The George Institute for Global Health employs some of the world’s best scientific minds across a broad spectrum of public health focuses. We welcome media enquiries regarding our specialist areas and our experts, as listed below.
Improving the health of Aboriginal and Torres Strait Islander populations is a major priority for The George Institute. We focus on addressing high rates of chronic disease and injury within these communities. The community-led programs drive evidence-based solutions to help close the life expectancy gap between Indigenous and non-Indigenous Australians.
Heart disease is the leading cause of death in Australia and around the world. Globally it accounts for more than 17 million deaths a year and this figure is on the rise. We are developing new strategies for predicting, preventing and treating the disease.
Staff in intensive care units are constantly faced with the challenge of making critical decisions, which have the potential to impact the survival and recovery of patients in their care, quickly and accurately.
An estimated 1.5 million Australians are affected by diabetes. It is the fastest growing chronic disease in the country, and is on a path to become the number one burden of disease for Australians. Diabetes is also taking its place on an international stage, as our population ages and people move into more urban settings.
Eating a high quality diet is vital to good health. Unfortunately, the food environment makes it very difficult to make the right nutritional choices and poor diets are now the leading cause of death in Australia.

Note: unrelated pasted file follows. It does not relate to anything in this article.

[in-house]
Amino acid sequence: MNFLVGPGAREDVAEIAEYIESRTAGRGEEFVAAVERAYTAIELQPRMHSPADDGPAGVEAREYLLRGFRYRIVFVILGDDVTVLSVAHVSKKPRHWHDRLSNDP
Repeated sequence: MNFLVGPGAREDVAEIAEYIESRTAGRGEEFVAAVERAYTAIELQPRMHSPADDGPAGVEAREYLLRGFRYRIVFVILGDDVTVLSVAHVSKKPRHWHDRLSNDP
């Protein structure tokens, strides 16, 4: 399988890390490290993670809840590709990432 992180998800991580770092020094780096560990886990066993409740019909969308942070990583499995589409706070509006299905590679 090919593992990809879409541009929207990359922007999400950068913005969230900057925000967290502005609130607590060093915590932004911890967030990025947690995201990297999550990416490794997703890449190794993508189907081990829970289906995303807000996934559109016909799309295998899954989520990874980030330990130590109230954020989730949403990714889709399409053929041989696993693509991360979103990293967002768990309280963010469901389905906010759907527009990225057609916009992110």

The Australian health system is under immense pressure from the burden of chronic disease and injury and the increasing costs of healthcare are quickly becoming unsustainable, estimated to reach $246 billion by 2033. Health system research has a critical role to play in addressing this problem by helping identify affordable models of healthcare and innovative approaches to the treatment and management of disease. Research also provides an investment in future of the economy with every dollar invested in Australian health and medical research returning an average $2.17 in health benefits.
Among Aboriginal and Torres Strait Islander Australians, rates of end-stage kidney disease are shockingly high: up to thirty times the national average. But why do people get kidney disease? Why is it so devastating? What role does lifestyle factors such as obesity and smoking play? And what can we do about it?
The most sensitive instrument of the human body is the brain and the disorders that affect it. Disorders and diseases such as stroke, epilepsy, mood disorders, dementia and sleep apnoea, are each key areas of research carried out by The George Institute’s Neurological and Mental Health Division.
Chronic Obstructive Pulmonary Disease (COPD) is the second commonest non-infectious disease in the world. Prevalence rates worldwide are high particularly in low and middle income countries, with up to 64 million people affected.
It is estimated that nearly 1.2 million people die, and between 20 and 50 million are injured or disabled, as a result of road accidents annually, which in turn places great pressure on health systems globally.